Oscar nods for Caribbean producers and directors?

Photo Courtesy Google (Sugar Cane Alley the 1983 film by Euzhan Palcy set in 1930s Martinique)

Caribbean actors have done it, so it is not impossible.

So I will like to see Caricom member states and other Caribbean film makers receive Oscar nods.

There is so much artistic talent in this region.

So instead of continuing to be a strong consumer of film content, why not begin to be a strong distributor.

In the Oscar short film and documentary categories, I believe there is room to compete.

Just imagine the body of history and culture we can share with the world.

It is also a way to document the region, for future generations.

This year foreign film Oscar Winner was Amour. This Austrian film depicted the life of an elderly couple, one sick and the other aging. This film is one for the achieves of social scientist.

A record 71 countries submitted entries in the Best Foreign Language Film Category. The coverage of topics were indeed wide. For example, War Witch (Canada), Kon-Tiki (Norway), No (Chile) and A Royal Affair (Denmark).

So Caribbean film makers and producers, what do you say?

Let us double up our efforts and make it an Oscar carnival.


Nora Chipaumire sensualizes African Dance

(Photo Courtesy Google Images)

Nora Chipaumire and  Okwui Okpokwasili  in Miriam 

 Nora Chipaumire body contorted, wine, bent and flowed to the spirit of Africa in pure eroticism.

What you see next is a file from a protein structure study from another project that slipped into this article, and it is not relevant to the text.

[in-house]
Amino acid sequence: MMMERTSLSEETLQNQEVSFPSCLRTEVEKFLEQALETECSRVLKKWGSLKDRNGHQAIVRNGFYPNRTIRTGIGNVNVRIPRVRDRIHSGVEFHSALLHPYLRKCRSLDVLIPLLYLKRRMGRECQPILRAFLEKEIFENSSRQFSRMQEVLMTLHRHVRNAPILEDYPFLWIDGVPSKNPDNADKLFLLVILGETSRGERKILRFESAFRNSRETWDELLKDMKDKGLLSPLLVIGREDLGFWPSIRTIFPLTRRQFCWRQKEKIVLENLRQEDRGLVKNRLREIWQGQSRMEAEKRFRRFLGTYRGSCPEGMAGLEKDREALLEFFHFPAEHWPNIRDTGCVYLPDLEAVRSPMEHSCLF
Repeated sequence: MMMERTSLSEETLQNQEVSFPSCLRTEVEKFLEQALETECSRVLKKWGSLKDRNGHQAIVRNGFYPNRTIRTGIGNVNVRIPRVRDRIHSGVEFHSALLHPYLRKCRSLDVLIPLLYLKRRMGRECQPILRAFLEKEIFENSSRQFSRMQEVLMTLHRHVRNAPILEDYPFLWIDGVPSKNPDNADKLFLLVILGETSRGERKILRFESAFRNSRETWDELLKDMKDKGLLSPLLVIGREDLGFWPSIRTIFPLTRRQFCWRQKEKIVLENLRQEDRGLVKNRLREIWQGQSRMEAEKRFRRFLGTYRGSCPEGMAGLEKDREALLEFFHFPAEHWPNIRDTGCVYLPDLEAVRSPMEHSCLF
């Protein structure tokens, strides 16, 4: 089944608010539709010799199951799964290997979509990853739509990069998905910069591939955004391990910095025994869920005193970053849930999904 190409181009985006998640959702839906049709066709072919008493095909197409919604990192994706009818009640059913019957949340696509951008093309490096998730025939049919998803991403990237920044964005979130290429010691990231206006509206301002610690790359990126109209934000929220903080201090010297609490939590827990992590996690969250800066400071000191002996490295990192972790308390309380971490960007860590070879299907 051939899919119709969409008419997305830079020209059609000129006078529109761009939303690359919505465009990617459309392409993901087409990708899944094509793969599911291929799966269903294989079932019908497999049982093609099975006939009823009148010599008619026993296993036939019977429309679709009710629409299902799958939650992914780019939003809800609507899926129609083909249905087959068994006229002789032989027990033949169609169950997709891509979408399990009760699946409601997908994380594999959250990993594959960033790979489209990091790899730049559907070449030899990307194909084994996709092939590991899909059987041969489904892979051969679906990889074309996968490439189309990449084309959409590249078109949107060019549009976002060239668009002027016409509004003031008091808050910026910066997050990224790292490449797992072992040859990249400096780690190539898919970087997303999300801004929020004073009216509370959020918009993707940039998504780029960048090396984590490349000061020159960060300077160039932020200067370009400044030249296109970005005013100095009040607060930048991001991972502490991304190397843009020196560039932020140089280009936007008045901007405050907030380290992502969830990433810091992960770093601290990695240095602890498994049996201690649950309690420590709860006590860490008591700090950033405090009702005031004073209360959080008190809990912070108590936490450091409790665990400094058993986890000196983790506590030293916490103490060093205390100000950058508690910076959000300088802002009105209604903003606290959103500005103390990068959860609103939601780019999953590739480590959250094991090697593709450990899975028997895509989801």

It was quite an evening September 13 at Brooklyn Academy of Music (BAM) Fisher.

As a first time viewer of Chipaumire, I honestly did not know what to expect. It was quite different from your normal African dance, it was raw and dark. It was more than a dance. It was an expression of what the African continent has overcome and suffered over the years. Miriam, composed by Omar Sosa and perform by Chipaumire and Okpokwasili essentially was based on Miriam Makeba the singer but also Miriam of the Bible. It certainly was one of those performances that challenges you to see things differently. I did not expect the raw sexuality in the dance. Nor the several references to the “White man” during the portrayal of a police raid in apartheid South Africa. I felt the pain, the jubilation, the insecurity and revolt in the dance. And the sound of stones, water and speech that calm or jolt the senses. In a post show interview, Chipaumire said there is nothing the body cannot say that words can say – the body is stronger and can express more quickly.

Africa, the whole continent of Africa was a crime scene she said. And in Miriam she decided to address that. And even though her power is limited in the changes that she can bring. Chipaumire said, “I can try and change the very intimate space around.”

Well done Chipaumire and I look forward to more.